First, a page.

Economics 2 Clay O’Dana
Intro Microeconomics Penn State-Erie
RELATIONSHIP BETWEEN PRODUCT CURVES AND COST CURVES
Consider this table, which shows the production function per hour for nine inch nails in a particular (heavy) metal factory.
Input Input Output Wage
(K) (Labor) (TP) MP Rate TVC AVC TFC TC MC ATC
6 0 0 $10 $ $ $20 $__ $_____
} } $ ___
6 1 6 10 20 $30 _
6 2 15 10 20 2.67
6 3 27 10 20 ____
6 4 37 10 $40 20 __
6 5 45 10 1.11 20 __
6 6 50 10 20 __
6 7 52 10 20 __
6 8 53 10 20 ___
- THE PRODUCTION FUNCTION
1) Are these data for the short run or the long run? How can you tell? (What is the definition of each of those periods, in economics?)
2) Graph total product and notice its shape. (What goes on each axis?) On a separate graph directly below the first, graph marginal product. (Remember to graph MP at the midpoints.) Why does MP have the type of slope that it does? Must it have this type of slope?
3) How is MP in the second graph related to TP in the top graph? Explain briefly and show the connection on the graph.
4) In what units is MP measured? Between 2 and 3 units of labor, MP is 12. 12 what?
5) Where does diminishing marginal returns (DMR) set in on each of these two graphs? Circle the relevant points. How can you spot the point of DMR on the graphs themselves, without a table?
6) Why does DMR occur? Explain it in plain English.
7) How is DMR different from diminishing marginal utility? How are they similar?
8) Is DMR a short-run concept or a long-run concept? (Hint: If you’re not sure, look at the formal definition of the Law of DMR. There’s a key phrase in it that will answer this question.)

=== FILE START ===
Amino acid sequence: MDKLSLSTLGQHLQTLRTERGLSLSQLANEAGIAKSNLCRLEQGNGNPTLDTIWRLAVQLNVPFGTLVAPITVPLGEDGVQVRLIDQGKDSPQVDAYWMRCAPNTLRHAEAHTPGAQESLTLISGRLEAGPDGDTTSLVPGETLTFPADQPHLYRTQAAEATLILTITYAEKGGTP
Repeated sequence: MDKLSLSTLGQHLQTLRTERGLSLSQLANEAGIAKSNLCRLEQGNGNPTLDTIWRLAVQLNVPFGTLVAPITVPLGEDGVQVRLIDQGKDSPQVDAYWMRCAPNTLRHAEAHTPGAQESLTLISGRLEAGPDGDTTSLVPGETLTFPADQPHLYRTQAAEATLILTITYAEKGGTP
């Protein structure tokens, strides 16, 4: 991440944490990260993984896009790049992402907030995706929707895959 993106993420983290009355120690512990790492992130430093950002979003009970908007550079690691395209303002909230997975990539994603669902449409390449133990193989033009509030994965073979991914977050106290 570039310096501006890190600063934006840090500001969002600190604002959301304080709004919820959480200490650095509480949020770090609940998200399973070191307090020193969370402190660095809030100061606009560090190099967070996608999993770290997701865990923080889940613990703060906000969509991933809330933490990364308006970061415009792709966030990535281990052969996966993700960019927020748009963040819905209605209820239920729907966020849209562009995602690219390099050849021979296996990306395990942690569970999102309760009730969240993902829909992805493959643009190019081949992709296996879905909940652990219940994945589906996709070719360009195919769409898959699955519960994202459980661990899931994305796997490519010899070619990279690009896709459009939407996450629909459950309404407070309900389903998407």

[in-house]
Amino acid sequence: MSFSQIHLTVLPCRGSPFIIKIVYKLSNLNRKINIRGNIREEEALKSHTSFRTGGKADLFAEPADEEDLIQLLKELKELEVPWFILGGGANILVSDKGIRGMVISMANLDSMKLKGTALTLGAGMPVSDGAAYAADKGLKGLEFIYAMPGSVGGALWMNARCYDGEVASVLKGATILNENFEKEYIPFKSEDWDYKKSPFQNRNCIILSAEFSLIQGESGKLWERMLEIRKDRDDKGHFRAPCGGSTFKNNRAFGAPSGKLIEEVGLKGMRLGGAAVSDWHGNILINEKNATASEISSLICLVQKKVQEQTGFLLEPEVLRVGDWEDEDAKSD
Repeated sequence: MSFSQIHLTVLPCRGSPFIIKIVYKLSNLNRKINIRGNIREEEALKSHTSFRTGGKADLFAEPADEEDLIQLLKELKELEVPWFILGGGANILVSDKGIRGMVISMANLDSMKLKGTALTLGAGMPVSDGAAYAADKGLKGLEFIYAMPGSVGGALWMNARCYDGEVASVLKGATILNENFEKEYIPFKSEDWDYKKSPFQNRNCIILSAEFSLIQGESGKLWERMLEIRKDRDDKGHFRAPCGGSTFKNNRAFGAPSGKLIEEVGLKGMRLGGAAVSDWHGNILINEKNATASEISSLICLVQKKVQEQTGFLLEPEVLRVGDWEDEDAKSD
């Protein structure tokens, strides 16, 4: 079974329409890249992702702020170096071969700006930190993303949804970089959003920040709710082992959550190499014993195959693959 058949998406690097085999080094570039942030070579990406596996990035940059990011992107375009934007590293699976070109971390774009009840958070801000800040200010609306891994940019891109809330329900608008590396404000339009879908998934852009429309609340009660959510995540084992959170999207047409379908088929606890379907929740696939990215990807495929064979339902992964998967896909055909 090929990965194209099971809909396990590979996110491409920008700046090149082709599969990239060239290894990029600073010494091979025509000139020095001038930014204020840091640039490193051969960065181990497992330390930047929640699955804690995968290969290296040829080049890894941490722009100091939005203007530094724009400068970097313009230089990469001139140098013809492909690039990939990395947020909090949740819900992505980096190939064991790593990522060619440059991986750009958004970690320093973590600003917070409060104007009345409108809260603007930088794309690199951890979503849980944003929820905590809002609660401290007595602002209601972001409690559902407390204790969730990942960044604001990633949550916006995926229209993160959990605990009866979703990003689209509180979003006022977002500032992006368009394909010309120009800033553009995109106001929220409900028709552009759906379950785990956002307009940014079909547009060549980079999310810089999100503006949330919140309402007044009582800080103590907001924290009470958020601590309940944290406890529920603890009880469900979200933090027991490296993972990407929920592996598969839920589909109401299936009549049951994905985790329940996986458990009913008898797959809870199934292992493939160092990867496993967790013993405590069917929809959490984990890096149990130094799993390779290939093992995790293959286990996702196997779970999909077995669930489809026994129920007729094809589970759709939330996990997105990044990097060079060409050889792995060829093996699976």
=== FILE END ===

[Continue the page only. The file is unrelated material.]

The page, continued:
- THE COST CURVES
9) Calculate the TVC column in the table above. (Note: assume that labor is the only variable input in this case. In such a case, TVC could also be called “Total Labor Cost”, couldn’t it?) If you’re not sure of how to calculate TVC, review the explanation of it in the book and/or your notes, and look at the first five columns above, especially the second and fifth.
10) Fill in the AVC, TC and ATC columns in the table. In calculating the averages (AVC and ATC), look carefully at the denominator in the formulae. What does this “Q” stand for? …quantity of what?
11) Calculate the MC column above. (Note: if you got a column of 10’s, you did something wrong! Look again at the formula for MC–especially the denominator.)
12) Interpret the MC numbers. Take the first number in the column, for example, and explain what it really means. What does it tell you?
13) Graph the TFC, TVC, and TC curves on one graph. (What goes on the axes?) How are these three curves related? (Are they related?)
14) Directly below that graph, graph AVC, ATC and MC. (Remember: MC is graphed at the midpoints of the quantities. The first MC value is graphed midway between 0 and 6–i.e., at 3–or as a step covering that whole range.)
15) How are AVC, ATC and MC related on the graph? Are they tied together in any way?
16) How is MC related to TC? …to TVC? …to TFC? (Is MC related to all of them?)
17) How do you get down from an elephant?
18) Carefully consider the graphs of MP and MC. Notice what is measured on each axis. Now for the $64 question: How are these two related?? (Perhaps looking at the table will also help.) If you wished to line these two graphs up, one under the other, would you have any problems?
19) Conclusion: Why does MC have the kind of slope that it does? (Why does MP have the kind of slope that it does?) Explain.
20) What would happen to the cost curves if the price of labor rose to $15? (You can rework the whole problem (i.e., all the numbers) if you’d like, or just consider the effect. What will this change in input price do to the cost curves?)
21) Similarly, what would be the effect of a change in technology? How is it similar to the previous question? How is it different?